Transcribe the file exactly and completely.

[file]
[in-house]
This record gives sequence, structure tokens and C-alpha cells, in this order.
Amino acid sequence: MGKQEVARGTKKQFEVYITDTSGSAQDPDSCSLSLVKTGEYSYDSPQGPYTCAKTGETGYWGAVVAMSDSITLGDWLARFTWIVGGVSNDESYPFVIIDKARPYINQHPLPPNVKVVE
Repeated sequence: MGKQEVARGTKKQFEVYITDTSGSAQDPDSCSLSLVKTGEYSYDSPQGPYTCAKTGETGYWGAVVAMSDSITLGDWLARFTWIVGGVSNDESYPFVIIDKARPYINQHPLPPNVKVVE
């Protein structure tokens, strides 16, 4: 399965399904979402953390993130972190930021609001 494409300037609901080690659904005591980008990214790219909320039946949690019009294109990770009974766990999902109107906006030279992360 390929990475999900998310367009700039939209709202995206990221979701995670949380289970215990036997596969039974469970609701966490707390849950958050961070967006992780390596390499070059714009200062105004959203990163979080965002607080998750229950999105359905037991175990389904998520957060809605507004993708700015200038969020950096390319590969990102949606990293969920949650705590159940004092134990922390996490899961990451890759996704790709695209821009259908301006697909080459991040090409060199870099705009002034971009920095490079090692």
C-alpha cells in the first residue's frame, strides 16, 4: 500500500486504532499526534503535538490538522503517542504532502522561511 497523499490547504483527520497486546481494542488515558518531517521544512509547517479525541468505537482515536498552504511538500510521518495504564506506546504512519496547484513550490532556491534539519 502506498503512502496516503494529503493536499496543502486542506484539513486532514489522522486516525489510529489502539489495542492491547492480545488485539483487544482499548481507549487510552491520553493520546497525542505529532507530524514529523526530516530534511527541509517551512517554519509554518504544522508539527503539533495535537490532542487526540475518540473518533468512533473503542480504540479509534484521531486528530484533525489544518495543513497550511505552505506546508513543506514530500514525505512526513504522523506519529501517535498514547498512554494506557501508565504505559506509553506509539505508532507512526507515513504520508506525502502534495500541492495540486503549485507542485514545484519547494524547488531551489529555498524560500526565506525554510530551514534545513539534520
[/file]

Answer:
[in-house]
This record gives sequence, structure tokens and C-alpha cells, in this order.
Amino acid sequence: MGKQEVARGTKKQFEVYITDTSGSAQDPDSCSLSLVKTGEYSYDSPQGPYTCAKTGETGYWGAVVAMSDSITLGDWLARFTWIVGGVSNDESYPFVIIDKARPYINQHPLPPNVKVVE
Repeated sequence: MGKQEVARGTKKQFEVYITDTSGSAQDPDSCSLSLVKTGEYSYDSPQGPYTCAKTGETGYWGAVVAMSDSITLGDWLARFTWIVGGVSNDESYPFVIIDKARPYINQHPLPPNVKVVE
């Protein structure tokens, strides 16, 4: 399965399904979402953390993130972190930021609001 494409300037609901080690659904005591980008990214790219909320039946949690019009294109990770009974766990999902109107906006030279992360 390929990475999900998310367009700039939209709202995206990221979701995670949380289970215990036997596969039974469970609701966490707390849950958050961070967006992780390596390499070059714009200062105004959203990163979080965002607080998750229950999105359905037991175990389904998520957060809605507004993708700015200038969020950096390319590969990102949606990293969920949650705590159940004092134990922390996490899961990451890759996704790709695209821009259908301006697909080459991040090409060199870099705009002034971009920095490079090692």
C-alpha cells in the first residue's frame, strides 16, 4: 500500500486504532499526534503535538490538522503517542504532502522561511 497523499490547504483527520497486546481494542488515558518531517521544512509547517479525541468505537482515536498552504511538500510521518495504564506506546504512519496547484513550490532556491534539519 502506498503512502496516503494529503493536499496543502486542506484539513486532514489522522486516525489510529489502539489495542492491547492480545488485539483487544482499548481507549487510552491520553493520546497525542505529532507530524514529523526530516530534511527541509517551512517554519509554518504544522508539527503539533495535537490532542487526540475518540473518533468512533473503542480504540479509534484521531486528530484533525489544518495543513497550511505552505506546508513543506514530500514525505512526513504522523506519529501517535498514547498512554494506557501508565504505559506509553506509539505508532507512526507515513504520508506525502502534495500541492495540486503549485507542485514545484519547494524547488531551489529555498524560500526565506525554510530551514534545513539534520